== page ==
The events that led to the fall of Bataan and to the death march made by the defending Filipino and American troops
Vandiver, Frank E.
Master of Arts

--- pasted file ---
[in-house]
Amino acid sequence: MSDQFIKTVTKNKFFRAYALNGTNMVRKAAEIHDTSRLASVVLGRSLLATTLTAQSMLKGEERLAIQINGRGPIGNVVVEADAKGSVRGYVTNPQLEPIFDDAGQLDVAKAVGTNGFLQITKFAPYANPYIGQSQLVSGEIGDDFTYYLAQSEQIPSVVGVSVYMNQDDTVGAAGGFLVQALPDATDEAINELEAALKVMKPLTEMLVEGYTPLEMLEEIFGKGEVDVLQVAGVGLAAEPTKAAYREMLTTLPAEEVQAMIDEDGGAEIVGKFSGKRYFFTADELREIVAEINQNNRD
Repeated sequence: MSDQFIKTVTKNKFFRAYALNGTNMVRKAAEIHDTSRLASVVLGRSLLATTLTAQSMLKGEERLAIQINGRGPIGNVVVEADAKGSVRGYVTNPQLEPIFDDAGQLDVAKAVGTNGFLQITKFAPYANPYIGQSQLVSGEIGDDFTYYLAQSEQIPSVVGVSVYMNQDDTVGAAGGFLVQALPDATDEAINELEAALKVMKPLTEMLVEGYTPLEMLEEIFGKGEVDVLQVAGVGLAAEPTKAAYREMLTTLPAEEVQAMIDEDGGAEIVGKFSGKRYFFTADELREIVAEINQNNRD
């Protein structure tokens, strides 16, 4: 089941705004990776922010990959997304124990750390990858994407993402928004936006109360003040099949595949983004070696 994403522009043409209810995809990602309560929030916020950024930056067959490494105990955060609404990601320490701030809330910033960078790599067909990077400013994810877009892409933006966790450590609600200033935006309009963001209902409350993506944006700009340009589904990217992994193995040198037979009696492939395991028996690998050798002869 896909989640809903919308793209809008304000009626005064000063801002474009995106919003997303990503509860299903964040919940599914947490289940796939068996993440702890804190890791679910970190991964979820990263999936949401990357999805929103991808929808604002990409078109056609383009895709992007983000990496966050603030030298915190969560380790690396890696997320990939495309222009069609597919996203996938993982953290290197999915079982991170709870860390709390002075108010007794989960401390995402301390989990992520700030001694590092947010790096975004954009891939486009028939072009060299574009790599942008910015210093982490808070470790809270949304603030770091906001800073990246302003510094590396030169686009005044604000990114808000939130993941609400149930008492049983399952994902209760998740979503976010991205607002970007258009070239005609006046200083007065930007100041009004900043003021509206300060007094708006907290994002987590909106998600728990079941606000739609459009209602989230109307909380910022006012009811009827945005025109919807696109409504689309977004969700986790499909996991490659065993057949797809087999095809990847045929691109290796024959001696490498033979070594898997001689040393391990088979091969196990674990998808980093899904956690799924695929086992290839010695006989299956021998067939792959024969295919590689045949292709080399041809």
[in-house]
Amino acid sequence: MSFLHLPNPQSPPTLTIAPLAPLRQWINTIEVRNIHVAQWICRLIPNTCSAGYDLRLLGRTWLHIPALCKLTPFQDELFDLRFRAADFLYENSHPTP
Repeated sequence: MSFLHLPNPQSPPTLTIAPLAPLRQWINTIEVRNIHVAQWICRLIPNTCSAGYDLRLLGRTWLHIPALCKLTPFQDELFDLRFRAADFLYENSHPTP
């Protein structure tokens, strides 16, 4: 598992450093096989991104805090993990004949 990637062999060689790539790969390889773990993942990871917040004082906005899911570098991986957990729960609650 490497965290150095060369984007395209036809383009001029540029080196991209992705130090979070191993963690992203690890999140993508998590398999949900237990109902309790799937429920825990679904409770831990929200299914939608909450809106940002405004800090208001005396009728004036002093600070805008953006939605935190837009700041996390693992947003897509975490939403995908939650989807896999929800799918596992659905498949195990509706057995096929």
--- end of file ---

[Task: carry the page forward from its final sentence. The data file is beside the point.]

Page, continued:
United States Armed Forces stationed in the Pacific were the first bastion the Japanese Imperial Army met in their aggressive onslaught against the United States in December, 1941. This country hoped the initial Japanese onslaught would be stopped by these troops; especially, it based its hopes on those stationed in the Philippines and on the impregnable island of Corrigdor. Unfortunately, its hopes were doomed to disappointment as the on-rolling Japanese combat soldiers destroyed all the opposition in its path. However, the United States Armed Forces in these islands played an important part in the early stages of the war, as it maintained a buffer between the Imperial Army and the mainland United States (through its persistent fighting) long enough for this country to pull itself together and prepare to fight the unexpected aggressive attack. Therefore, the actions of these troops stationed in the Philippines were a vital part of the United States war effort against Japan and as such deserve to be studied. To begin the study, I found and obtained all the possible personal narratives written about the war in the Philippines. Added to this, I based the majority of my study on a ten page questionnaire I sent out to one hundred and fifty ex-POWs of the Japanese. I got an overwhelming response and received a reply from two-thirds of the men. After analyzing the data I began to write the thesis using the information obtained from the analysis to form the background of my paper and the personal narratives combined with, the private papers sent to we by several of the men to furnish specific examples, According to my findings, the United States Armed Forces in the Philippines provided the United States with the time delay it needed to provide an effective defensive against the Japanese war effort. This achievement, however, was due to the persistence, loyalty, and courage of the individual combat soldiers rather than to any effective government plan or the brilliant leadership of the Army’s leaders. In fact, the men of the Army stationed in the Philippines found themselves at the beginning of the war trying to deal with a lack of capable leadership, weapons, uniforms, food, medical supplies, ammunition, etc. MacArthur, the commander of this force, complicated matters by immediately and inefficiently putting into effect a defeatist defense plan created long ago. As a result, the ordinary combat soldier in the United States force found himself trying to stop the prepared Japanese soldiers with literally nothing but his ingenuity. When available, weapons dating back to the first World War misfired or broke down completely. Ammunition also left over from the previous war proved to be a delightful surprise, as it either never exploded or blew up in the men's faces. Forced to retreat by their commander’s orders to the barren Bataan Peninsula, the tired retreating men found that no one had bothered to see that sufficient supplies had been moved there to accommodate them. So, for over four months, these men fought a losing battle against the Japanese using inefficient weapons and unpredictable ammunition, having little or no food and medical supplies, and literally no ordinance. It was the men then, the ordinary soldier, who held the Japanese off through sheer courage, persistence, and loyalty that won the United States the delay in time it needed to initiate an effective war effort against Japan.